Call to Action to Enterprise Risk Management Leaders

December 2012 Feature Article

By Diana Del Bel Belluz, M.A.Sc., P. Eng.

This article was recently published as a guest editorial in RiskPost, the newsletter of the New Zealand Society for Risk Management.]

If you want to successfully implement enterprise risk management (ERM), focus on action rather than the design of your framework (policies, accountability and reporting structures, principles, processes, or tools). This may seem like heresy. But action is the only path to a healthy risk management culture where your people take appropriate risks and then actively manage the outcomes for success.

Here’s a story from my family lore that illustrates the importance of skill above technology (or framework) – a crucial lesson for implementing risk management.

When my father was a young teen in the early 1950s, the yo-yo craze was all the rage in Canada. He bought one, brought it home, unwrapped it, tied a knot in the string and placed it on his finger. Then he let go of the yo-yo and with the aid of gravity, it headed to the floor. But, much to his chagrin, it didn’t return to his palm as he had seen in the ads. Annoyed that the yo-yo was defective, he decided to return it. The storeowner took the yo-yo, put it on his finger and immediately began to do tricks with it, declared there was nothing wrong with it, and handed it back to him. My dad was very embarrassed at the time, but later used the story to regale his kids with his humorous retelling of it – a wonderful lesson in humility.

The more important lesson is that you don’t become a master by purchasing technology. To become proficient at anything takes many hours of practice and heaps of motivation to stick with it until it becomes second nature.

Likewise, you can’t achieve effective risk management by simply introducing a framework. Yet, as risk management leaders we often fall into the trap of focusing almost exclusively on developing the ‘perfect’ risk management framework. We forget that people – not frameworks – manage risks.

While a good risk management framework is helpful, the secret of achieving effective risk management is to develop your people’s skills and motivate them to apply those skills. That requires leadership. Why? Because the actions of leaders is the most important determinant of culture.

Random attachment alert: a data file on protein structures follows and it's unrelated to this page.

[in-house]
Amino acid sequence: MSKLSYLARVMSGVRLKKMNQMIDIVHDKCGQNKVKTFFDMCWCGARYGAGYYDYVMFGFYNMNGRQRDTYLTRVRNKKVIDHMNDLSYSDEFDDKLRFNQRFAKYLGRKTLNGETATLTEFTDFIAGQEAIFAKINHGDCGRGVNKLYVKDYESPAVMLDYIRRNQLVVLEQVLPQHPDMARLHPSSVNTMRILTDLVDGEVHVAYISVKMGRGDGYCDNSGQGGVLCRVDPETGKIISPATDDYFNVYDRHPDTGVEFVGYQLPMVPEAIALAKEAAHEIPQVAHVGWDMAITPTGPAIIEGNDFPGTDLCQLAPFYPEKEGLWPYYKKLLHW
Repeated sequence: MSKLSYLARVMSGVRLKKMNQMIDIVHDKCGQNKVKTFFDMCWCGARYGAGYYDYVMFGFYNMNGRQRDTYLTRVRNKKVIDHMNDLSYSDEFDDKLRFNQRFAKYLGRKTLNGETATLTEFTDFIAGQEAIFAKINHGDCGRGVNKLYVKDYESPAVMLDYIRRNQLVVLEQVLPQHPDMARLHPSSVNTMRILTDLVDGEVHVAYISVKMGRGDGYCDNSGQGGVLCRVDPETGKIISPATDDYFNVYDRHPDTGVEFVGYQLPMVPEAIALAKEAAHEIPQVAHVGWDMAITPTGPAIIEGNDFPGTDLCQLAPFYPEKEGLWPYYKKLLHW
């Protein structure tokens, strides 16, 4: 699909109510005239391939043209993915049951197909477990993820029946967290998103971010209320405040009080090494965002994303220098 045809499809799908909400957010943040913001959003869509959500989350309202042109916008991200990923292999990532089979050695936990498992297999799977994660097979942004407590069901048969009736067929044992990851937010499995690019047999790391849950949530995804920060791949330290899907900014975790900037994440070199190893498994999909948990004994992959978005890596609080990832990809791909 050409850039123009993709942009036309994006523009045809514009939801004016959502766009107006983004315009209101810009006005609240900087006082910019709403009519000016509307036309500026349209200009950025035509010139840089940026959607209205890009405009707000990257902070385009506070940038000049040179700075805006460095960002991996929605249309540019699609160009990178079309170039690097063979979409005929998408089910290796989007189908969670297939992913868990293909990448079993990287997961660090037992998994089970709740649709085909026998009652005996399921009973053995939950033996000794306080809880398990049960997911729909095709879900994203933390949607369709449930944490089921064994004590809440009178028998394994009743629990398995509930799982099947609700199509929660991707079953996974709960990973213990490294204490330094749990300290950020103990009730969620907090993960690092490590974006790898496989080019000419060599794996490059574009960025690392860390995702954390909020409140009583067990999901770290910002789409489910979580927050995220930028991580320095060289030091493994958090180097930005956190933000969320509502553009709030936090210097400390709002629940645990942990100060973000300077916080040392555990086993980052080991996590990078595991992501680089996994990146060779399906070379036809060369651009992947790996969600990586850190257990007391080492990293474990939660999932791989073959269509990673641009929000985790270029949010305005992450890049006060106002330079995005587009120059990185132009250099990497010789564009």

Here are three things you can do as a risk management professional and leader to put an emphasis on developing ERM skills in your organization.

1. Motivate your people to develop their ERM skills.

This is best done by actually applying the ERM policies, processes, and tools you have worked so diligently to create. It’s not about a change management plan that introduces a framework; rather, you need a plan for how you will create change in people’s behaviour.

The most effective way to do this is to establish feedback loops that encourage the kind of behaviors you want and discourage inappropriate risk management decisions and actions. Feedback can directly influence behaviour.

What your organization’s leaders do (not what they say or put in a policy) sets the ‘tone from the top’. This applies to your leaders’ actions in terms of their own risk-taking and risk management decisions.

It also applies to how your leaders provide feedback by rewarding, sanctioning, or passively permitting the risk-taking and risk management behaviours of managers and employees. Over time that direct feedback reinforces the behavioural norms that become your organization’s culture around taking and managing enterprise risks.

In addition, the use of a few well crafted questions can create indirect feedback loops that force you to look at the changes in your business landscape and adjust your risk ERM strategies and drive action. For example, your board, executives, managers, and you (as the risk management professional) could ask:

  • Have we followed our risk management process in developing this business plan?
  • What’s changed about our business environment this quarter and what are the implications for achieving our objectives this year?
  • How are our risk response plans coming along?
  • Do we have the capabilities and capacity to withstand a major shock to our system?
  • Do we have the flexibility to regroup quickly and capitalize on a major new opportunity?
  • What surprised us this year and what does that tell us about our risk detection/monitoring capabilities?
  • What opportunities did we miss and what does that tell us about how we are interpreting our risk appetite and tolerances?

2.  Dedicate time to developing your people’s skills.

In planning your risk management implementation activities, I recommend allocating as much time (or more) as you do to building and refining your ERM framework. The know-how required for effective ERM does not develop spontaneously. A sustained investment of time and effort is required to cultivate it.